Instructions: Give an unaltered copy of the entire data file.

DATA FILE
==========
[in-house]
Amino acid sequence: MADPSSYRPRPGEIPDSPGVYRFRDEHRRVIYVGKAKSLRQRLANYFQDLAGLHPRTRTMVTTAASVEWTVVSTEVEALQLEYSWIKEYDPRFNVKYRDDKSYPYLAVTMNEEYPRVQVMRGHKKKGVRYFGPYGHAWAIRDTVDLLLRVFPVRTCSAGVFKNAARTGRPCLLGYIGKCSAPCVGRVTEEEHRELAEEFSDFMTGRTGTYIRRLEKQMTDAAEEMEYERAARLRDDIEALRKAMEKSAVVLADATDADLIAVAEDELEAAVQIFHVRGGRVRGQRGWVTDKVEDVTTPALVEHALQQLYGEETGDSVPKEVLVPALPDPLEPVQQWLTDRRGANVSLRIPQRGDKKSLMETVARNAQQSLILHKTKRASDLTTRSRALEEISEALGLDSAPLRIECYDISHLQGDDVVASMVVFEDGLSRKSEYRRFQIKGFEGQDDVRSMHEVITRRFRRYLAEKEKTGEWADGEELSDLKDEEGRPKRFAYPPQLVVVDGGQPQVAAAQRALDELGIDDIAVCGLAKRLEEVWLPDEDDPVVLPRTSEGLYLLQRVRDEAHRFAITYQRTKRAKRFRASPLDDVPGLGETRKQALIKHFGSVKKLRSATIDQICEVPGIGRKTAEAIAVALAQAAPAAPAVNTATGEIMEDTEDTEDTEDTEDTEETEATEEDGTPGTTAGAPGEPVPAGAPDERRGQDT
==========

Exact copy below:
[in-house]
Amino acid sequence: MADPSSYRPRPGEIPDSPGVYRFRDEHRRVIYVGKAKSLRQRLANYFQDLAGLHPRTRTMVTTAASVEWTVVSTEVEALQLEYSWIKEYDPRFNVKYRDDKSYPYLAVTMNEEYPRVQVMRGHKKKGVRYFGPYGHAWAIRDTVDLLLRVFPVRTCSAGVFKNAARTGRPCLLGYIGKCSAPCVGRVTEEEHRELAEEFSDFMTGRTGTYIRRLEKQMTDAAEEMEYERAARLRDDIEALRKAMEKSAVVLADATDADLIAVAEDELEAAVQIFHVRGGRVRGQRGWVTDKVEDVTTPALVEHALQQLYGEETGDSVPKEVLVPALPDPLEPVQQWLTDRRGANVSLRIPQRGDKKSLMETVARNAQQSLILHKTKRASDLTTRSRALEEISEALGLDSAPLRIECYDISHLQGDDVVASMVVFEDGLSRKSEYRRFQIKGFEGQDDVRSMHEVITRRFRRYLAEKEKTGEWADGEELSDLKDEEGRPKRFAYPPQLVVVDGGQPQVAAAQRALDELGIDDIAVCGLAKRLEEVWLPDEDDPVVLPRTSEGLYLLQRVRDEAHRFAITYQRTKRAKRFRASPLDDVPGLGETRKQALIKHFGSVKKLRSATIDQICEVPGIGRKTAEAIAVALAQAAPAAPAVNTATGEIMEDTEDTEDTEDTEDTEETEATEEDGTPGTTAGAPGEPVPAGAPDERRGQDT